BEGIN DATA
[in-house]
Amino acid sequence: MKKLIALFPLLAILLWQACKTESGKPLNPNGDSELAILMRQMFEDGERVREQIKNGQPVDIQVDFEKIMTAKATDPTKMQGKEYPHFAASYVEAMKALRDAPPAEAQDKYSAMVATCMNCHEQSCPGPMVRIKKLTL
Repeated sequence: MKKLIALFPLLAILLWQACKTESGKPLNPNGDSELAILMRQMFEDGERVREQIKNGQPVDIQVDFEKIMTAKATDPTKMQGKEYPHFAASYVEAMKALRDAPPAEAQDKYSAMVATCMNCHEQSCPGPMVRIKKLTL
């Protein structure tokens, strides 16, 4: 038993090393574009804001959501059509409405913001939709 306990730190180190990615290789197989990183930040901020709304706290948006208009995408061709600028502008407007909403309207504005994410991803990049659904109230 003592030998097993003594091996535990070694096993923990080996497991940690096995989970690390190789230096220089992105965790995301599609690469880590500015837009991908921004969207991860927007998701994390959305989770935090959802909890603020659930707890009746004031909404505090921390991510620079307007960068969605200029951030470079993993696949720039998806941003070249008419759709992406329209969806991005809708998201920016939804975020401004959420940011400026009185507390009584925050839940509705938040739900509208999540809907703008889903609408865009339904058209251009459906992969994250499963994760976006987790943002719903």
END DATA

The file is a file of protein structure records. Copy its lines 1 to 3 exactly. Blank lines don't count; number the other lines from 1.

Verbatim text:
[in-house]
Amino acid sequence: MKKLIALFPLLAILLWQACKTESGKPLNPNGDSELAILMRQMFEDGERVREQIKNGQPVDIQVDFEKIMTAKATDPTKMQGKEYPHFAASYVEAMKALRDAPPAEAQDKYSAMVATCMNCHEQSCPGPMVRIKKLTL
Repeated sequence: MKKLIALFPLLAILLWQACKTESGKPLNPNGDSELAILMRQMFEDGERVREQIKNGQPVDIQVDFEKIMTAKATDPTKMQGKEYPHFAASYVEAMKALRDAPPAEAQDKYSAMVATCMNCHEQSCPGPMVRIKKLTL